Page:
Hope that helps! Janet Bord's book also has an appendix that lists a bunch of fairy sites in Britain and has some neat photos (although some I am pretty sure are fake) I like the Monster book because it is essentially an investigators handbook and it has some magickal defense techniques in the back. I know you said you weren't really into magick but there are some natural magick techniques and well, better safe than sorry. The Fay aren't always "nice" :)

Edited by Dreigiau

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Guest Ms_Book
Can you recommend any good books on the fae? Ive read several story books about them but Im not sure they count much.

365793[/snapback]

 

Here are some books that were recommended to me:

(These three I have read and I have in my collection)

The Fairy Faith in Celtic Countries- W.Y. Evans-Wentz

Fairies: Real Encounters with Little People - Janet Bord

Monsters: An Investigator's Guide to Magical Beings- John Michael Greer

 

 

These I haven't read yet but they come highly recommended:

An Encyclopedia of Fairies-Katherine M. Briggs

The Secret Commonwealth of Elves, Fauns and Fairies - Rev Robert Kirk

The World Guide to Gnomes, Fairies, Elves and Little People- Thomas Keightley

 

 

Hope that helps! Janet Bord's book also has an appendix that lists a bunch of fairy sites in Britain and has some neat photos (although some I am pretty sure are fake) I like the Monster book because it is essentially an investigators handbook and it has some magickal defense techniques in the back. I know you said you weren't really into magick but there are some natural magick techniques and well, better safe than sorry. The Fay aren't always "nice" :)

365803[/snapback]

 

Nice thanks, Ive just asked the same question basically in the book section before realising you'd answered here lol.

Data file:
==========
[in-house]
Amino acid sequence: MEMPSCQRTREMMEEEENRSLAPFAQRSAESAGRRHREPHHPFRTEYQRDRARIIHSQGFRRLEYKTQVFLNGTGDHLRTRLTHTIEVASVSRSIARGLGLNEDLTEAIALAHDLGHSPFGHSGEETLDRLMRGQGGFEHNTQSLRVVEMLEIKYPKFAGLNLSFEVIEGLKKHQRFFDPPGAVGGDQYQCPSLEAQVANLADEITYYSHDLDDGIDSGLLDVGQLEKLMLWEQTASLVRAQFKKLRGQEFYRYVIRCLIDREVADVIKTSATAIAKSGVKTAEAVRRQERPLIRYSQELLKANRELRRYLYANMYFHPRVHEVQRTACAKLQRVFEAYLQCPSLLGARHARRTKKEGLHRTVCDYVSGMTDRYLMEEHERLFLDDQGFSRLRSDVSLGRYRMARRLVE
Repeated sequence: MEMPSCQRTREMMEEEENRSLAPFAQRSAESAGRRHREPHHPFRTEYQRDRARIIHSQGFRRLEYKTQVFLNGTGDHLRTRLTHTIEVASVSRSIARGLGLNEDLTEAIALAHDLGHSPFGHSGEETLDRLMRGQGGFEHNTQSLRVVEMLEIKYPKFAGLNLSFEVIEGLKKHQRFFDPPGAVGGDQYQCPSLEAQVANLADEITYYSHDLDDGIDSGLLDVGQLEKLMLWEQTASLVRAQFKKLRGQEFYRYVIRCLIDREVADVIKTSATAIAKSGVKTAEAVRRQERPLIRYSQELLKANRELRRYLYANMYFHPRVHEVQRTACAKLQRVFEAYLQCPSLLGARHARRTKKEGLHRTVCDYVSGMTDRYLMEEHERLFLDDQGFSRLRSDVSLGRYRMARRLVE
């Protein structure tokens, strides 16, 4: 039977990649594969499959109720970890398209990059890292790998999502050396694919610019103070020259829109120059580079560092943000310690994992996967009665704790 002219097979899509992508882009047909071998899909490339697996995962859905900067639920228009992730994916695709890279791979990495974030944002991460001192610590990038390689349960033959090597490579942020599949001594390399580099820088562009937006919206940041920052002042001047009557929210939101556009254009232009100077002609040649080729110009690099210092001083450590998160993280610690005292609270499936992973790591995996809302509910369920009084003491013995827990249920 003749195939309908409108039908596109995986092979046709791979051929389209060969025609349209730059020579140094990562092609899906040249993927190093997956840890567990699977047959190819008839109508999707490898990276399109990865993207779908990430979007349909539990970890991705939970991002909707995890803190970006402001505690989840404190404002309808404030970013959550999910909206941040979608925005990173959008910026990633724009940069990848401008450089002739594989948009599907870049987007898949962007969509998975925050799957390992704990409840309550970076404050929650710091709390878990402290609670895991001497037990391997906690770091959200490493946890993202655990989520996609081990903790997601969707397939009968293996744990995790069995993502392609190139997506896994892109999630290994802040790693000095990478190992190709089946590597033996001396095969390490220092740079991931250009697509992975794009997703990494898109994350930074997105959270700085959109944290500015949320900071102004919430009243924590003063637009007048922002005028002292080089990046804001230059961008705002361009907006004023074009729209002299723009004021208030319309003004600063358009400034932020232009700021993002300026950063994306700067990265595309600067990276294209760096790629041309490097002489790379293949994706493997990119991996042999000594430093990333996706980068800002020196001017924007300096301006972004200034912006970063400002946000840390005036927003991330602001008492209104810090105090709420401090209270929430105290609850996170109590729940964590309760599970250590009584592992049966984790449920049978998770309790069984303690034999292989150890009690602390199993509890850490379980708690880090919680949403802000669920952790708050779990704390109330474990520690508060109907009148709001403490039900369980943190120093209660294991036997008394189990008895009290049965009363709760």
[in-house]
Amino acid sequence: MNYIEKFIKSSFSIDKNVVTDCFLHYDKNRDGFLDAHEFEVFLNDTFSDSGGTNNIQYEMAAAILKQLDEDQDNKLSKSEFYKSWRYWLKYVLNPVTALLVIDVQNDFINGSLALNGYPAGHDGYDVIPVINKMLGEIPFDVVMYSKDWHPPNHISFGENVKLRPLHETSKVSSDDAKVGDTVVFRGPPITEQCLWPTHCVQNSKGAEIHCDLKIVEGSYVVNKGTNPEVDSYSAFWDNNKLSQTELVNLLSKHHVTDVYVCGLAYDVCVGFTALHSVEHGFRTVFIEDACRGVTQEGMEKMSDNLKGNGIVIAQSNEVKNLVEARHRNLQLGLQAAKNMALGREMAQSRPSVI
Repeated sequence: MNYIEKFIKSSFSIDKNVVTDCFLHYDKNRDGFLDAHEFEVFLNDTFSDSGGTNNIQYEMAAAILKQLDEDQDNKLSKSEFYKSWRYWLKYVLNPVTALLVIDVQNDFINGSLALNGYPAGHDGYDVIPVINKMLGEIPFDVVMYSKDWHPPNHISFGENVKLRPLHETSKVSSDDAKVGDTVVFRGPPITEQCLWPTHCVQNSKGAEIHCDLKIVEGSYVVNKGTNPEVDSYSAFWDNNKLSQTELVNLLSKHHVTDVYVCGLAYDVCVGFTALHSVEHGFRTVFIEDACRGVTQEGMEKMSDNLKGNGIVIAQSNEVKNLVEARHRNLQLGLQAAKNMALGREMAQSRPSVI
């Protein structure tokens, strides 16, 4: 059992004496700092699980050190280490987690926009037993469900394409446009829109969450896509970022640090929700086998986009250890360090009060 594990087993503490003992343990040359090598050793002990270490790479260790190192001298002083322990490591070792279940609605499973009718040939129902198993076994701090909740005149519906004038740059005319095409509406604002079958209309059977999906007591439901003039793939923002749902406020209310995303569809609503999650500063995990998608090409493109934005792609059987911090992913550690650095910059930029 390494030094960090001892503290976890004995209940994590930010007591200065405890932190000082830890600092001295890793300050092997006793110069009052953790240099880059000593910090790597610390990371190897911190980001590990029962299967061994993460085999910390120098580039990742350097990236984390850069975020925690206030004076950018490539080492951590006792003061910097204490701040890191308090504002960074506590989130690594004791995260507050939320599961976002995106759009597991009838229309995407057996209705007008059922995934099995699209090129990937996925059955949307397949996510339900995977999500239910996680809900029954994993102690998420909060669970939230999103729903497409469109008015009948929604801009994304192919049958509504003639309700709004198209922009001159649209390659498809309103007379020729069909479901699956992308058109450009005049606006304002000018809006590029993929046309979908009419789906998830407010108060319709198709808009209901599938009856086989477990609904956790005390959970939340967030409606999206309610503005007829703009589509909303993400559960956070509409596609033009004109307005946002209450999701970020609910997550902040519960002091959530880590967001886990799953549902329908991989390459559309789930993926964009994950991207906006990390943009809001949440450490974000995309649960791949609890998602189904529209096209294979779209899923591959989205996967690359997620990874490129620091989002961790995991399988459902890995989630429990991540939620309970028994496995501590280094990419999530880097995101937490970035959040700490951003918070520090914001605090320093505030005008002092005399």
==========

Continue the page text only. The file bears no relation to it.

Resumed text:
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Dreigiau

And I was about to move my relpy to that thread when I saw you replied over here! :)

 

 

 

Nice thanks, Ive just asked the same question basically in the book section before realising you'd answered here lol.

365806[/snapback]

Edited by Dreigiau

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Yarrow

Like Fortuna I do not go magic and as I am of non-theist inclinations I do not deal with gods.

 

As books go I would recommend 'Listening People Speaking Earth' by Graham Harvey and the Introduction to Pagan Studies' by Barbara Jane Davy. These books do not tell 'you how to do Pagan ism but instead give a nice overview of Paganism and can help give some insight as to what it is the binds the various denominations found within Paganism together.

 

If you find that there are no suitable predefined ‘Pagan Path’ (or even if you do) then you may find it helpful to do a more general reading around religion and philosophy. To this end I recommend 'Religion: The Basics' (2nd edition) by Malory Nye, 'Philosophy: The Basics' by Nigel Warburton and 'Religions in the Modern World: Traditions and Transformations' ( 2nd edition) edited by Linda Woodhead et al.

 

As for your interest in fairies you could try 'At the Bottom of the Garden : Dark History of Fairies, Hobgoblins, Nymphs, and Other Troublesome Things' by Diane Perkiss. I have never read the book, though it is quoted in an essay by Sabina Magliocco (‘Aradia in Sardinia: The Archaeology of a Folk Character’ in Ten Years of Triumph of the Moon) concerning the way many characteristics of fairies are shared with the spirits of the dead.

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Fortuna

Also you mention in your intro thread that you are interested in nature, the weather and herbalism. So why not study these things? Although not overtly Pagan, a good knowledge about these things will greatly enhance your journey down whatever path you choose.

 

If you want to read to enhance your feelings of Paganness you could do a lot worse than getting a few books on wildlife. Theres nothing quite so rewarding and going for a walk and being able to name the birds, trees, flowers and so on, that you see.

 

Mike